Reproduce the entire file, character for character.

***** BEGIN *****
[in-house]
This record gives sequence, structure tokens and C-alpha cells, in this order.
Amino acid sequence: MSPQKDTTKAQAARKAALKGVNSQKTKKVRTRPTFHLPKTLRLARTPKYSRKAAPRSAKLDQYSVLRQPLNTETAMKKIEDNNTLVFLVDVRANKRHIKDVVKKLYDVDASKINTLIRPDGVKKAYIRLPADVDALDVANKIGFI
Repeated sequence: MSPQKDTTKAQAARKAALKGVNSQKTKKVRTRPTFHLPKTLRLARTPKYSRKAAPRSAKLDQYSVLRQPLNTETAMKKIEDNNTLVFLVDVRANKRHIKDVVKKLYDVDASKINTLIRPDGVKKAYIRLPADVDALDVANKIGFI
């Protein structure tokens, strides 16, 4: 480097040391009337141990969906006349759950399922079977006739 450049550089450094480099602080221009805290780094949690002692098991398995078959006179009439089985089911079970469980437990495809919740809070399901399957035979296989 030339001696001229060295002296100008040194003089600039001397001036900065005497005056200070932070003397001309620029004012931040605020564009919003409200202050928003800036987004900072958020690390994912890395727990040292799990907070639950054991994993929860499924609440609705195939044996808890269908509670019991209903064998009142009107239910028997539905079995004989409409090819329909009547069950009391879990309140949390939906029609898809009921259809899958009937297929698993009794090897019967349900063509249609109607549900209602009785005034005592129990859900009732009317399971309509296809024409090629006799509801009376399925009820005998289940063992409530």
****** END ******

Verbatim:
[in-house]
This record gives sequence, structure tokens and C-alpha cells, in this order.
Amino acid sequence: MSPQKDTTKAQAARKAALKGVNSQKTKKVRTRPTFHLPKTLRLARTPKYSRKAAPRSAKLDQYSVLRQPLNTETAMKKIEDNNTLVFLVDVRANKRHIKDVVKKLYDVDASKINTLIRPDGVKKAYIRLPADVDALDVANKIGFI
Repeated sequence: MSPQKDTTKAQAARKAALKGVNSQKTKKVRTRPTFHLPKTLRLARTPKYSRKAAPRSAKLDQYSVLRQPLNTETAMKKIEDNNTLVFLVDVRANKRHIKDVVKKLYDVDASKINTLIRPDGVKKAYIRLPADVDALDVANKIGFI
């Protein structure tokens, strides 16, 4: 480097040391009337141990969906006349759950399922079977006739 450049550089450094480099602080221009805290780094949690002692098991398995078959006179009439089985089911079970469980437990495809919740809070399901399957035979296989 030339001696001229060295002296100008040194003089600039001397001036900065005497005056200070932070003397001309620029004012931040605020564009919003409200202050928003800036987004900072958020690390994912890395727990040292799990907070639950054991994993929860499924609440609705195939044996808890269908509670019991209903064998009142009107239910028997539905079995004989409409090819329909009547069950009391879990309140949390939906029609898809009921259809899958009937297929698993009794090897019967349900063509249609109607549900209602009785005034005592129990859900009732009317399971309509296809024409090629006799509801009376399925009820005998289940063992409530």